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Dairyland Power Cooperative

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This article is part of the Coal Issues portal on SourceWatch, a project of CoalSwarm and the Center for Media and Democracy. See here for help on adding material to CoalSwarm.

Dairyland Power Cooperative describes itself as "is a generation and transmission cooperative (G&T) that provides the wholesale electrical requirements and other services for 25 electric distribution cooperatives and 19 municipal utilities in the Upper Midwest."[1]

On its website it states that "the cooperative’s generating stations (coal, hydro, natural gas, landfill gas, animal waste-to-energy) have more than 1,100 megawatt capacity."[1] Of this 978 megawatts is from coal-fired generation capacity.[2]

Existing Coal Plants

Plant State Year(s) Built Capacity
Alma Station WI 1947, 1951, 1957, 1960 181 MW
Genoa Station WI 1969 346 MW
John Madgett Station WI 1979 387 MW

Proposed plant retirements

Alma Station

In December 2011, Dairyland Power Cooperative said it will stop using three aging coal-burning units at the Alma Station, adding up to about 60 megawatts. The three units, all built in the 1950s, generated just 0.4 percent of the cooperative’s power in 2011, and will now only be used only for emergencies. Two other Alma coal plants with 120 megawatts of capacity will continue supplying the network.[3]

New Plants

The Weston Unit 4 power plant, of which Dairyland Power Cooperative has a 30 percent ownership interest, achieved commercial operation on June 30, 2008. Construction on the $774 million project began in October 2004.

The newly constructed 525 MW power plant near Wausau, WI uses "clean coal" technology and low sulfur coal as fuel. Wisconsin Public Service Corp., the majority owner, constructed and operates the plant. The plant was designated as Power Magazine’s 2008 Plant of the Year.[4]

Coal lobbying

Dairyland Power Cooperative is a member of the American Coal Ash Association (ACAA), an umbrella lobbying group for all coal ash interests that includes major coal burners Duke Energy, Southern Company and American Electric Power as well as dozens of other companies. The group argues that the so-called "beneficial-use industry" would be eliminated if a "hazardous" designation was given for coal ash waste.[5]

ACAA set up a front group called Citizens for Recycling First, which argues that using toxic coal ash as fill in other products is safe, despite evidence to the contrary.[5]

Study finds dangerous level of hexavalent chromium at Lemberger Landfill waste site

The study "EPA’s Blind Spot: Hexavalent Chromium in Coal Ash," released by EarthJustice and the Sierra Club in early February 2011, reported that the level of hexavalent chromium, a highly potent cancer-causing chemical, at a coal ash site associated with the Asheville Plant was 83 parts per billion.[6] That level is 4,150 times as high as California's drinking water goal, and 66% above North Carolina's groundwater standard. In all, the study cited 29 sites in 17 states where hexavalent chromium contamination was found. The information was gathered from existing EPA data on coal ash as well as from studies by EarthJustice, the Environmental Integrity Project, and the Sierra Club.[7][8][9][10] It included locations in Alabama, Arkansas, Delaware, Florida, Illinois, Indiana, Minnesota, Massachusetts, North Carolina, North Dakota, Nevada, Ohio, Oklahoma, Pennsylvania, Tennessee, Virgina and Wisconsin. In Wisconsin, the Lemberber Landfill coal waste site and Dairyland Power Cooperative's Stoneman Generating Station's ash disposal pond was reported as having high levels of hexavalent chromium.[6]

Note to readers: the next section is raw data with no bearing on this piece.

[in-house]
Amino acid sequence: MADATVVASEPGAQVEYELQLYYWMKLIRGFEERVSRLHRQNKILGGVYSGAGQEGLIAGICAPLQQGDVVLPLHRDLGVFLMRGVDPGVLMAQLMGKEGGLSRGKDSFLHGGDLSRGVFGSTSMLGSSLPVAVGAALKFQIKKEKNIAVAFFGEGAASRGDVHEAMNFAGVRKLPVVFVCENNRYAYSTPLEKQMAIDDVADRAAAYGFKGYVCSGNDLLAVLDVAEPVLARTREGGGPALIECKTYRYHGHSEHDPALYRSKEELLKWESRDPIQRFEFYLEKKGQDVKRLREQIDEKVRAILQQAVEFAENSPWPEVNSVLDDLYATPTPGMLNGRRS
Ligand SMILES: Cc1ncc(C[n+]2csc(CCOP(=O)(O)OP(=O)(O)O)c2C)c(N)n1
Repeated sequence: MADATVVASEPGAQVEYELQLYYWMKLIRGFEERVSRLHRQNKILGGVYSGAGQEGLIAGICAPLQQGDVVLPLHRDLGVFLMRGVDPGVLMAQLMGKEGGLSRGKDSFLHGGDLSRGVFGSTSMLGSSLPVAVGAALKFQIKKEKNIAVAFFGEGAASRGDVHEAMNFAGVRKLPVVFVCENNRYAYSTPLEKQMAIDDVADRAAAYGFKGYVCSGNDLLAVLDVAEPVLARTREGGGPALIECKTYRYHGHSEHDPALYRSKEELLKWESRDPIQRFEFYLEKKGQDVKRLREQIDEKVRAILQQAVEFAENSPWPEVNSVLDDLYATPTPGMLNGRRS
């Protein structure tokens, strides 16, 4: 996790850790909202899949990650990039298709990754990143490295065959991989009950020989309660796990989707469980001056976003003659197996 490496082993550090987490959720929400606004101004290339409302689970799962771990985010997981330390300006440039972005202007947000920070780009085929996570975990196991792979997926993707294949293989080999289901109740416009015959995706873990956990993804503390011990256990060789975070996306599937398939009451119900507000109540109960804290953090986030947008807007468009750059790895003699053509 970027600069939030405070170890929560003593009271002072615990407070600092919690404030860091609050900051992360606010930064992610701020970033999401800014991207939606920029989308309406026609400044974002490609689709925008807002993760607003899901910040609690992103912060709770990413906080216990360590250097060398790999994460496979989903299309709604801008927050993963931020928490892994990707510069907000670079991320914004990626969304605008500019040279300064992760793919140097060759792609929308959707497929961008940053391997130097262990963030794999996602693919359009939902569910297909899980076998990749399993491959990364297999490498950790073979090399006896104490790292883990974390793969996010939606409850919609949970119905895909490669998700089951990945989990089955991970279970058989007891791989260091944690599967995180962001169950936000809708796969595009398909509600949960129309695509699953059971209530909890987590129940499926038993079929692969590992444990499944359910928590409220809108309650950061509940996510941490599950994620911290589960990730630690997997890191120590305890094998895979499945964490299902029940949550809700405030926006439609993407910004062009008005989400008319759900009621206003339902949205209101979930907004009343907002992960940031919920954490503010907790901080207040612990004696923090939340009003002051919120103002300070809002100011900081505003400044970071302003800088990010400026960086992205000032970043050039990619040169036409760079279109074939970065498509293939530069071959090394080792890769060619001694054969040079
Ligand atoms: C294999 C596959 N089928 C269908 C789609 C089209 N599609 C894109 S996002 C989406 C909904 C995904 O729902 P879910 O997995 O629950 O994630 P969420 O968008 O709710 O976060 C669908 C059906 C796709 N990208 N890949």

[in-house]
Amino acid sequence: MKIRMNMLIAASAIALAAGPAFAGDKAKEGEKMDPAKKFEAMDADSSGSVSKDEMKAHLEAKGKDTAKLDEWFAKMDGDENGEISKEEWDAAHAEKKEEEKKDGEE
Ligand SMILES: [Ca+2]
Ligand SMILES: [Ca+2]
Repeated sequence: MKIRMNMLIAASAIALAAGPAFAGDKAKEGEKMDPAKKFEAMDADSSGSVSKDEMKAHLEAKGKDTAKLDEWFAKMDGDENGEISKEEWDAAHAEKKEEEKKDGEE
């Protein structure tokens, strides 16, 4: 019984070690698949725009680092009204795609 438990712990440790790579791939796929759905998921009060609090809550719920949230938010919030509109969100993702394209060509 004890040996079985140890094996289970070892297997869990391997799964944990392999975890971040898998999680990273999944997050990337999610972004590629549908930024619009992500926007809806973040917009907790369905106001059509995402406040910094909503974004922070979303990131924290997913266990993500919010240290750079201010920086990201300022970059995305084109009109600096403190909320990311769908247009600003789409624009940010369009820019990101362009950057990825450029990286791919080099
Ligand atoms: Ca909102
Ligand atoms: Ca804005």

According to the report, the electric power industry is the leading source of chromium and chromium compounds released into the environment, representing 24 percent of releases by all industries in 2009.[6]

A press release about the report read:

Hexavalent chromium first made headlines after Erin Brockovich sued Pacific Gas & Electric because of poisoned drinking water from hexavalent chromium. Now new information indicates that the chemical has readily leaked from coal ash sites across the U.S. This is likely the tip of the iceberg because most coal ash dump sites are not adequately monitored.[11]

Articles and Resources

Sources

  1. 1.0 1.1 "Who We Are", Dairyland Power Cooperative website, accessed February 2009.
  2. "DPC at a Glance", Dairyland Power Cooperative website, accessed February 2009.
  3. {http://lacrossetribune.com/news/dairyland-to-shutter-three-alma-coal-units/article_4fc77d4a-2096-11e1-8cb7-0019bb2963f4.html "Dairyland to shutter three Alma coal units,"] LaCrosse Tribune, December 7, 2011.
  4. "Weston #4 Coal-Fired Power Plant" Dairyland Power Cooperative Website, October 2009
  5. 5.0 5.1 Coal-Fired Utilities to American Public: Kiss my Ash DeSmogBlog.com & PolluterWatch, October 27, 2010.
  6. 6.0 6.1 6.2 "EPA’s Blind Spot: Hexavalent Chromium in Coal Ash" Earthjustice & Sierra Club, February 1, 2011.
  7. "Damage Case Report for Coal Compustion Wastes," August 2008
  8. U.S. EPA Proposed Coal Ash Rule, 75 Fed. Reg. 35128
  9. EarthJustice, Environmental Integrity Project, and Sierra Club, "In Harm's Way: Lack of Federal Coal Ash Regulations Endangers Americans and their Environment," August 2010
  10. EarthJustice and Environmental Integrity Project, "Out of Control: Mounting Damages from Coal Ash Waste Sites," May 2010
  11. "Coal ash waste tied to cancer-causing chemicals in water supplies" Alicia Bayer, Examiner.com, February 1, 2011.

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